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ANSI Seeks Comments on Work Item Proposal for Natural Gas Filling Stations


New York, Mar 19, 2009

The International Association for Natural Gas Vehicles (IANGV) has submitted two new work item proposals to the International Organization for Standardization (ISO) on liquefied natural gas (LNG) and compressed natural gas (CNG) vehicle filling stations. As the U.S. member body to ISO, the American National Standards Institute (ANSI) invites all interested U.S. stakeholders to submit comments by May 1, 2009.

The first proposal seeks to address the design and construction of LNG filling stations for vehicles, including equipment, safety devices, maintenance, and periodic inspection. LNG – gas that has been converted temporarily to liquid form for ease of storage or transport – is being used increasingly to fuel vehicles in many countries, including the United States, the United Kingdom, Australia, and Korea.

The second work item proposal calls for guidelines on the design and construction of CNG filling stations for vehicles, including equipment, safety devices, maintenance, and periodic inspection. A fossil fuel substitute for gasoline, diesel, and propane fuel, CNG has had a rise in use as a vehicle fuel in recent years as well.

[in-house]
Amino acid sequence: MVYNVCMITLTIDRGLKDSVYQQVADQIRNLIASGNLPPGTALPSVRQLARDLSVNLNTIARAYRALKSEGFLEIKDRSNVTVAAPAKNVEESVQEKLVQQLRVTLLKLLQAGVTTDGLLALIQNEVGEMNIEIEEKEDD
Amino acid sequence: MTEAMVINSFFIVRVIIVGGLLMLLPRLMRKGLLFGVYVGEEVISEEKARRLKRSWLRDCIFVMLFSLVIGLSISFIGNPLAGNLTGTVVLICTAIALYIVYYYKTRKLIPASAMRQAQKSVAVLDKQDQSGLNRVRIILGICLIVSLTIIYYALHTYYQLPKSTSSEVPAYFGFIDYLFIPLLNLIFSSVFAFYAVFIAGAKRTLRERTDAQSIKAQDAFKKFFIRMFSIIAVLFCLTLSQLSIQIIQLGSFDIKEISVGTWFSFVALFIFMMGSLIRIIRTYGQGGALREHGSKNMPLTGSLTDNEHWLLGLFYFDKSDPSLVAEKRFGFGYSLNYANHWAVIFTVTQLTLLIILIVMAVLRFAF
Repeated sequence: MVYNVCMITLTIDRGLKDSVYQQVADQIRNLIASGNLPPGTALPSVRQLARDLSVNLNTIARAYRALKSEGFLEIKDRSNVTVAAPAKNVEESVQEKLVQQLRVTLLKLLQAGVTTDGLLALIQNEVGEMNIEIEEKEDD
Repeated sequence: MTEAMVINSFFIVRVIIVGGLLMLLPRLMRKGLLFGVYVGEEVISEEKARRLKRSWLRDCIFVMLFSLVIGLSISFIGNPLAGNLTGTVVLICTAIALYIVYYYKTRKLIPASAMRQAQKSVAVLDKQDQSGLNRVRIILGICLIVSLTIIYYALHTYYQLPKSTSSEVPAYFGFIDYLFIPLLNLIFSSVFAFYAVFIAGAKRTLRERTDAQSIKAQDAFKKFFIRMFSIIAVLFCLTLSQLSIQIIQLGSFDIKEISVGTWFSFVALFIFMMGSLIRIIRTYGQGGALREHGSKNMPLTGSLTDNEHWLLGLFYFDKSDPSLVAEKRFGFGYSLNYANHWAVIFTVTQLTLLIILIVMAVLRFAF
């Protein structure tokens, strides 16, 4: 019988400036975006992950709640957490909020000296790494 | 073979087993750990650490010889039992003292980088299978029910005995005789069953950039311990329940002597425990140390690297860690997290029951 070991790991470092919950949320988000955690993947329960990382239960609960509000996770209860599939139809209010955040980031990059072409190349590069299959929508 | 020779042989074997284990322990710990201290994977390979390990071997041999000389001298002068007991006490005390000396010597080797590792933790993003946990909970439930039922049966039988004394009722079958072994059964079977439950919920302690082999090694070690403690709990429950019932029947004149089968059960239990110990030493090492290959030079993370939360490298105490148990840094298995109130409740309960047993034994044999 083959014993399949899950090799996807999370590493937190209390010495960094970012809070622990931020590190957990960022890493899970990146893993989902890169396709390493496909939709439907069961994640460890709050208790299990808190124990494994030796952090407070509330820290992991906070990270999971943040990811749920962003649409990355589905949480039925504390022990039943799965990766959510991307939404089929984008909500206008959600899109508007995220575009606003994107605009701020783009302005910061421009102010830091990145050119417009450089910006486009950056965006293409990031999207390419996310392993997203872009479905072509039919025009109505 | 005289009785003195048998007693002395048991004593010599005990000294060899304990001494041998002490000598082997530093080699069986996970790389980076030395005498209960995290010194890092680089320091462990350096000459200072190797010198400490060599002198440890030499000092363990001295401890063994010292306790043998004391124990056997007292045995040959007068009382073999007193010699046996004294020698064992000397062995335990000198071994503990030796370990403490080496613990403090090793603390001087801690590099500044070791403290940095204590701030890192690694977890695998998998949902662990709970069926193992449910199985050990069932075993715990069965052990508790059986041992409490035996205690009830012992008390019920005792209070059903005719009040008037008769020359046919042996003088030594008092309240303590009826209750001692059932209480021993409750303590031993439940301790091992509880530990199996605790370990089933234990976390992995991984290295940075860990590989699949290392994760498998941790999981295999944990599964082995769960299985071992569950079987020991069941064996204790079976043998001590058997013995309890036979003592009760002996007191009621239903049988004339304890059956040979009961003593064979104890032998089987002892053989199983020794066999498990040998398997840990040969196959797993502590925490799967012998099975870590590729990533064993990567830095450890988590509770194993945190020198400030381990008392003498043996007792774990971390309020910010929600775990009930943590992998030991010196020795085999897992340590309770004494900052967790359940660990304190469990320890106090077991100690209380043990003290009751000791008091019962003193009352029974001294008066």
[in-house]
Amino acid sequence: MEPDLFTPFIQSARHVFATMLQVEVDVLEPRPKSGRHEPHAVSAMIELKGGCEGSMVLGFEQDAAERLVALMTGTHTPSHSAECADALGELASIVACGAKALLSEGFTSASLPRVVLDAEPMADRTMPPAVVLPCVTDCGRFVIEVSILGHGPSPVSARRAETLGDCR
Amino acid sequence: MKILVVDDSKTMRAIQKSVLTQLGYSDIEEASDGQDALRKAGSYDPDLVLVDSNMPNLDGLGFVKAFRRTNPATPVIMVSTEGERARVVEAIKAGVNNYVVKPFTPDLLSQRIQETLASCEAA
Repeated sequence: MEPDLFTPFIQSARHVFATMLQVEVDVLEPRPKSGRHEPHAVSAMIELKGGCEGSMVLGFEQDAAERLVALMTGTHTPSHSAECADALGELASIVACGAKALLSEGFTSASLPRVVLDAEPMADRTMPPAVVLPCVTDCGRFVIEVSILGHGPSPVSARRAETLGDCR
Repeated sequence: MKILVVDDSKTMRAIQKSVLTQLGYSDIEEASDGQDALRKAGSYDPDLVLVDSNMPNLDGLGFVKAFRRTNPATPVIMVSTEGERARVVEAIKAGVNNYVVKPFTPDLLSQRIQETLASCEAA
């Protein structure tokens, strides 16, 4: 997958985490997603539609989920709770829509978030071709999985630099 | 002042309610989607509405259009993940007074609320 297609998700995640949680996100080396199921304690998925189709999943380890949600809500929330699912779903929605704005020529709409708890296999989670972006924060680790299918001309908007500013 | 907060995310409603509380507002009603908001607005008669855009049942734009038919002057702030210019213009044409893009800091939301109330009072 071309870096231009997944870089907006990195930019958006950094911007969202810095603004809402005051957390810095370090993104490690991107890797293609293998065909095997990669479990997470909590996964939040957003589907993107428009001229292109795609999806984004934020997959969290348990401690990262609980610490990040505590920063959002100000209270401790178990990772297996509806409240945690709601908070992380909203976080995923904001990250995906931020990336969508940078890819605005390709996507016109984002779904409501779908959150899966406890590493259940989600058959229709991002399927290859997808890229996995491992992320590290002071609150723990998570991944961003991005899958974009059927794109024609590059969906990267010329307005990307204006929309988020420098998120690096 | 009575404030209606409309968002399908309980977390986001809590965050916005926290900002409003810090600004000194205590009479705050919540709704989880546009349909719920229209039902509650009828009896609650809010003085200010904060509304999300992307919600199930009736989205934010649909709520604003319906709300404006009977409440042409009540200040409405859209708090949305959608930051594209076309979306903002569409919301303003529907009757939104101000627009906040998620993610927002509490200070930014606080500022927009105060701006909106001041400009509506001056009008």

According to IANGV, concerns about security of oil supply, local air pollution, and greenhouse gases, as well as the decreasing supply and rising prices of gasoline and diesel, will continue to increase usage of LNG and CNG worldwide.

All comments on the two proposals should be sent to Steven Cornish, ANSI senior director for international policy (scornish@ansi.org). Feedback received by the May 1 deadline will be compiled for consideration in the development of a recommended ANSI position and comments, which will then be presented to the ANSI ISO Council (AIC) for formal approval.

Click here to read the IANGV proposals.


ANSI recently published an explanatory information document outlining the process used to develop U.S. positions on issues and activities under consideration by ISO and the International Electrotechnical Commission (IEC). Click here to download the document.

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